Although gravity is the dominant force of nature at large distances (from intermediate scales to the Hubble length), it is the weakest of forces in particle physics, though it is believed to become important again at very short scales (the Planck length). The conditions created in particle accelerators are similar to those at the time of the early universe. While particle physics offers insight to early universe physics, there is a need to understand gravity at extremes of large and short distances to further understand cosmology and the development of the universe. Gravitation: From the Hubble Length to the Planck Length fulfills this need by providing an overview of relativistic astrophysics, early universe physics, cosmology, and their interface with particle physics.
Written by international experts, this reference presents up-to-date information on classical relativity, astrophysics, and theoretical and experimental particle physics. The introduction sets the scene and provides a context for the remaining chapters. Chapters cover an extensive array of topics, from refined experimental techniques in gravitational physics to cosmology and the quantum frontier. The book concludes with a discussion of the connection among particles, fields, strings, and branes.
This compilation shows how gravity plays a fundamental role in astronomy, astrophysics, and cosmology by exploring domains from the microscopic, such as black holes, to superclusters of galaxies that form the large-scale texture of the present-day cosmos. Moreover, with its theoretical and experimental focus on the foundations of gravity, Gravitation proves to be an invaluable resource for current and future research.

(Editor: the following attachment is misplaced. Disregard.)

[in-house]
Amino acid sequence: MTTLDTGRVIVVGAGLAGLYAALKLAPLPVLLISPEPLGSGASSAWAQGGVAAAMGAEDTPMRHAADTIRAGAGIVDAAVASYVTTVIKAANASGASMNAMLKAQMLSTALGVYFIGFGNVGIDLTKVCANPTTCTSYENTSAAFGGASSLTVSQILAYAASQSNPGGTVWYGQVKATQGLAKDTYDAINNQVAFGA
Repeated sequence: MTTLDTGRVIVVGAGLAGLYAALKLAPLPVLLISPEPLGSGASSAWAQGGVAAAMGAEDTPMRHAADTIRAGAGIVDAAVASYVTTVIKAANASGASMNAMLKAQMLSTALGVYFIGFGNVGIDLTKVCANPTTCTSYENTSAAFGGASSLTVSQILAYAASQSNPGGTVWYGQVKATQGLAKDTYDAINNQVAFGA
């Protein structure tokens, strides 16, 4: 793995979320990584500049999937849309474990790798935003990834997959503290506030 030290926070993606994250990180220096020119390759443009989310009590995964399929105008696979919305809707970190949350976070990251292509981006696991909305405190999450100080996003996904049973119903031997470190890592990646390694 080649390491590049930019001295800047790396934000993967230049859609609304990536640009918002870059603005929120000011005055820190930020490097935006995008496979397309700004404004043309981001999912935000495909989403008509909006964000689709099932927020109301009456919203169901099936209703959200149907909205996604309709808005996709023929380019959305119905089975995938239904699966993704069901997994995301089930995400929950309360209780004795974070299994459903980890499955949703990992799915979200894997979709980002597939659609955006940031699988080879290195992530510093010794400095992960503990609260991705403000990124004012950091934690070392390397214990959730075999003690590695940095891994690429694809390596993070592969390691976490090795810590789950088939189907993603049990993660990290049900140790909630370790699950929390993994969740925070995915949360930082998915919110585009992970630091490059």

"…the volume is an interesting collection of articles. The most valuable chapters are those containing the extensive discussions of the experimental tests of relativity. They capture the excitement and recent progress very well."
-Professor R. Ellis, Contemporary Physics
Gravitation in the Solar System and Beyond
The Other Side: Gravitation in the Quantum Regime
Gravitation as a Universal Phenomenon
PROBING SPACETIME IN THE SOLAR SYSTEM
FRAME-DRAGGING AND ITS MEASUREMENT
Some Historical Background on the Measurement of Gravitomagnetism and the Gravitational Field inside a Rotating Shell
Frame Dragging, the Weak-Field and Slow-Motion Analogy: An Invariant Characterization of Gravitomagnetism
Gravitomagnetic Phenomena on Test Gyroscopes, Test Particles, Clocks, and Photons
Time-Delay Due to Spin of a Central Body and inside a Rotating Shell
Measurement of Gravitomagnetism with Laser-Ranged Satellites
THE SPECIAL RELATIVISTIC EQUIVALENCE PRINCIPLE: GRAVITY THEORY'S FOUNDATION
Gravitomagnetic Precession Due to Moving Gravity Source
Geodetic Precession Due to Motion through Gravity
General Consideration of the Observables
Requirements for Equivalent Predictions in Gravity
LUNAR LASER RANGING - A COMPREHENSIVE PROBE OF POST-NEWTONIAN GRAVITY
Dynamical Equations for Bodies, Light, and Clocks
LLR's Key Science-Related Range Signals
An Additional Yukawa Interaction?
Inductive Inertial Forces
THE EARLY UNIVERSE AND THE COSMIC MICROWAVE BACKGROUND
The Standard Cosmological Model
The Cosmic Microwave Background
Past, Present and Future of CMB Observation
STRINGS, GRAVITY, AND PARTICLE PHYSICS
From Particles to Fields
From Fields to Strings
From Strings to Branes